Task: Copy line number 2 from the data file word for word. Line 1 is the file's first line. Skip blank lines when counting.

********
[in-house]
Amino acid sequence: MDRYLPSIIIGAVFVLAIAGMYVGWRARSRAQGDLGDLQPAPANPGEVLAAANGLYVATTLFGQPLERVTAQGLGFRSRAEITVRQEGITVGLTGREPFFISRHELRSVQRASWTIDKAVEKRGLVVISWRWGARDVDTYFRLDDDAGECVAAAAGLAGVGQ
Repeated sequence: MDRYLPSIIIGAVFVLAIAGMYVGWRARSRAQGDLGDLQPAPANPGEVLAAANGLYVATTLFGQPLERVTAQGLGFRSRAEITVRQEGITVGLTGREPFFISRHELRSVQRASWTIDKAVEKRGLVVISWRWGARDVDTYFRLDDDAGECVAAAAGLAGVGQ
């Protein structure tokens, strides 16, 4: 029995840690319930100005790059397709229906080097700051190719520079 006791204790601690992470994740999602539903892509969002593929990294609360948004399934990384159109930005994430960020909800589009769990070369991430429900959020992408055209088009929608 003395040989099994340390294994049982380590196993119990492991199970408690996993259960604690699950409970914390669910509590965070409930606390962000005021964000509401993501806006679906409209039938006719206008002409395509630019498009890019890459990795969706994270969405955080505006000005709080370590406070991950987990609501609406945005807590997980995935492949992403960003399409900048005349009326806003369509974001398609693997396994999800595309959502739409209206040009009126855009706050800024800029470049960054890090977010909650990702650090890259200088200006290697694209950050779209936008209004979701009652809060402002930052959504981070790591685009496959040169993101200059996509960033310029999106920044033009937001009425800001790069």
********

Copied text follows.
Amino acid sequence: MDRYLPSIIIGAVFVLAIAGMYVGWRARSRAQGDLGDLQPAPANPGEVLAAANGLYVATTLFGQPLERVTAQGLGFRSRAEITVRQEGITVGLTGREPFFISRHELRSVQRASWTIDKAVEKRGLVVISWRWGARDVDTYFRLDDDAGECVAAAAGLAGVGQ